The Matsya Purana (critical study)

by Kushal Kalita | 2018 | 74,766 words | ISBN-13: 9788171103058

This page relates ‘Rivers and Mountains of Bharatavarsha’ of the English study on the Matsya-purana: a Sanskrit text preserving ancient Indian traditions and legends written in over 14,000 metrical verses. In this study, the background and content of the Matsyapurana is outlined against the cultural history of ancient India in terms of religion, politics, geography and architectural aspects. It shows how the encyclopedic character causes the text to deal with almost all the aspects of human civilization.

Part 2 - Rivers and Mountains of Bhāratavarṣa

The Matsyapurāṇa has praised the continent Bhārata thus:

yataḥ svargaśca mokṣaśca madhyamaścapi hi smṛtaḥ /
na khalvanyatra martyānāṃ bhūmau karmavidhiḥ smṛtaḥ// [1]

In its view, there is no country like Bhārata. Even it is superior to heaven, since the gods in heaven wish to take birth in Bhārata. Bhārata is the karmabhūmi. It is the land of performing action. All fruits of human life, the seeds are in the soil of Bhārata. This Purāṇa has given an elaborate description of Bhārata, which includes mountains, river, janapadas and many more.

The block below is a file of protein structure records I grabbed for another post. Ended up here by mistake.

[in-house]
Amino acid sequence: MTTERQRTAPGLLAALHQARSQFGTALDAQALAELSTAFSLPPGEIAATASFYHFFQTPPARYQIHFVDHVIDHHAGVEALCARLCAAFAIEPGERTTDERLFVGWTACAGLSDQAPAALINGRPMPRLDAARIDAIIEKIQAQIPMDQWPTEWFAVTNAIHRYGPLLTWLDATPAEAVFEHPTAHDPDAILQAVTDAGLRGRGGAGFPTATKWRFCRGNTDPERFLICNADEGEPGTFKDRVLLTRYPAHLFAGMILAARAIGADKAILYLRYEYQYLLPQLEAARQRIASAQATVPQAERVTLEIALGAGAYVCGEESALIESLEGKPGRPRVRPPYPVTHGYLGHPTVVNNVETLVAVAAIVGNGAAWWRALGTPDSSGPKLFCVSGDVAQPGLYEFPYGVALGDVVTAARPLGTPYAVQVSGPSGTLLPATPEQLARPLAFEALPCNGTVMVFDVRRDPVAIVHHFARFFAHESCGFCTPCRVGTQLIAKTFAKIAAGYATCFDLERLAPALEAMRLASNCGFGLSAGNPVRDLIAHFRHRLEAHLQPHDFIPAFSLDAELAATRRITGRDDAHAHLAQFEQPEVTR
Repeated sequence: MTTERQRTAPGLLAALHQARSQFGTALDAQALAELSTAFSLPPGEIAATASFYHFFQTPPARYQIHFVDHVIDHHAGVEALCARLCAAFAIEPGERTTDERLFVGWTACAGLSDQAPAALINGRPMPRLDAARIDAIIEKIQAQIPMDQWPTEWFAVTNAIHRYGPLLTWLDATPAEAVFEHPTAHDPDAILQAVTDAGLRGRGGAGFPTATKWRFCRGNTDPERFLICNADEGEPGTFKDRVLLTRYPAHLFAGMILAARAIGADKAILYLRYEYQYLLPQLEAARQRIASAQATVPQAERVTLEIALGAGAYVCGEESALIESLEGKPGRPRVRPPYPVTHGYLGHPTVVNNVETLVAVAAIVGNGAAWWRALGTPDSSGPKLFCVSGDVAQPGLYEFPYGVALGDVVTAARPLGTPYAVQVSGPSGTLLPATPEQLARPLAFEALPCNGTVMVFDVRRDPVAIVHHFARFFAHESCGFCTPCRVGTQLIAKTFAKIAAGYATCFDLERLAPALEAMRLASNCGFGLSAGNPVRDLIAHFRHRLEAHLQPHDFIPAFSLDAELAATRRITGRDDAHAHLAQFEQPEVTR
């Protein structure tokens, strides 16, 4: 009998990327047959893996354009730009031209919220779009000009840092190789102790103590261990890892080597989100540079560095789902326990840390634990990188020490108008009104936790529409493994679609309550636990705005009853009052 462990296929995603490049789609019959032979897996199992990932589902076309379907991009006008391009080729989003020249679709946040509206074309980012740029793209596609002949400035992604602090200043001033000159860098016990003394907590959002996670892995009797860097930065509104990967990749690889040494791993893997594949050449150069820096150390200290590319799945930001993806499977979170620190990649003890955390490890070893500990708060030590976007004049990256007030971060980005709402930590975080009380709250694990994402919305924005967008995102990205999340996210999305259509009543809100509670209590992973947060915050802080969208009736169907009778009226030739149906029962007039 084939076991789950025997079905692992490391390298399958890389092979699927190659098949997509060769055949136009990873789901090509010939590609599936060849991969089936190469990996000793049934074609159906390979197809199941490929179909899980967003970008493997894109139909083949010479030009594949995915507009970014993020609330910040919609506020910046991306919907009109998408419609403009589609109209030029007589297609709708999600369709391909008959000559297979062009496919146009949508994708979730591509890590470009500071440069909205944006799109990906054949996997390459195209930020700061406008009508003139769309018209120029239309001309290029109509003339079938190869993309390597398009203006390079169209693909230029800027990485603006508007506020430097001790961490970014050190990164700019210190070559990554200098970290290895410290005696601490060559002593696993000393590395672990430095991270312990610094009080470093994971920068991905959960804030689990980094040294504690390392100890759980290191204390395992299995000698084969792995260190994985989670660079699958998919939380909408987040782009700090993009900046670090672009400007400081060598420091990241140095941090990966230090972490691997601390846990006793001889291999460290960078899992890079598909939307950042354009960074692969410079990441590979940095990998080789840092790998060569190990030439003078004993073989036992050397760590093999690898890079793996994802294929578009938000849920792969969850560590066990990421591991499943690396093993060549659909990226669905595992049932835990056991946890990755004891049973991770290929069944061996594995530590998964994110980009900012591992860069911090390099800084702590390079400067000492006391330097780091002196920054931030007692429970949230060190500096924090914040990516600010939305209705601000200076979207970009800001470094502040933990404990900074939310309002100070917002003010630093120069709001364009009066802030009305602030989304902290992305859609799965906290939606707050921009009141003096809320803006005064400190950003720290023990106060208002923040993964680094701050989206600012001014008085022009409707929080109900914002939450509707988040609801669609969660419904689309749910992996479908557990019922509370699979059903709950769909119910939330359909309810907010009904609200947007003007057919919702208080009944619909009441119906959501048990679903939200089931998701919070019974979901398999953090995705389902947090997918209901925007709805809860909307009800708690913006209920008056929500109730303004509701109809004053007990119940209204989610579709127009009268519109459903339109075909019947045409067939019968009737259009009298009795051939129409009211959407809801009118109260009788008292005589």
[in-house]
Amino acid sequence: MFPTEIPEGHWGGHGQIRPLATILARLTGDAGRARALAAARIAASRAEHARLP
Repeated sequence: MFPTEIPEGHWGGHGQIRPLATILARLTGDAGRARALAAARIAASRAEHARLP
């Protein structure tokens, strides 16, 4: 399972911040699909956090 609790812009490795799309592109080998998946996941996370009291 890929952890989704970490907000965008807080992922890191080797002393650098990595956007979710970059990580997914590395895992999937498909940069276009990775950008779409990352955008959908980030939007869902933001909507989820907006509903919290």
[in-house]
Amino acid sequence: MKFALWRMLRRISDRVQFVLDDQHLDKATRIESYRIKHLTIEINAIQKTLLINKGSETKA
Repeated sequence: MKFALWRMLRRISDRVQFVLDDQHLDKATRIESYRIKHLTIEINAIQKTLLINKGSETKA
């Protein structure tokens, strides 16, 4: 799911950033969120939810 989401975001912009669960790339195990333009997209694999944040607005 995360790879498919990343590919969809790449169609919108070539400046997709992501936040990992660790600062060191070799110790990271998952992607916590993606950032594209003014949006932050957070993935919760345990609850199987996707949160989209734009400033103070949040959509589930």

The mountains have been occupying a prominent place not only in Purāṇas but also in other ancient literature. High and steep mountains with broad river valleys not only control and guide human movements but also influence the human settlements. The Purāṇas, therefore, always introduce regions, lands or countries, big or small by means of their important mountains. However, the authors of the Purāṇas classify mountains according to their functional significances. For instance, the Varṣa Parvatas, Maryādā Parvatas, Keśarācalas, Viṣkambha Parvatas and Kūla Parvatas. This classification is quite helpful for the identification of land features on a relief map of a country. Many scholars have attempted to identify and locate those mountains on a modern map of India.

As per the text of the Matsyapurāṇa there are seven Kūlaparvatas, viz., Mahendra, Malaya, Sahya, Śaktimān, Ṛkṣamān, Vindhya and Pariyātra.[2] In addition to these there are thousands of other mountains. These seven Kūlaparvatas of Bhārata are similarly enumerated in all authorities and their situations on the physical map of India may be determined with some confidence by the rivers rising from them. In spite of this, some controversies have accumulated with respect to the identification of some of these mountains which may be highlighted in the following paragraphs by discussing each one of the Kūlaparvatas separately.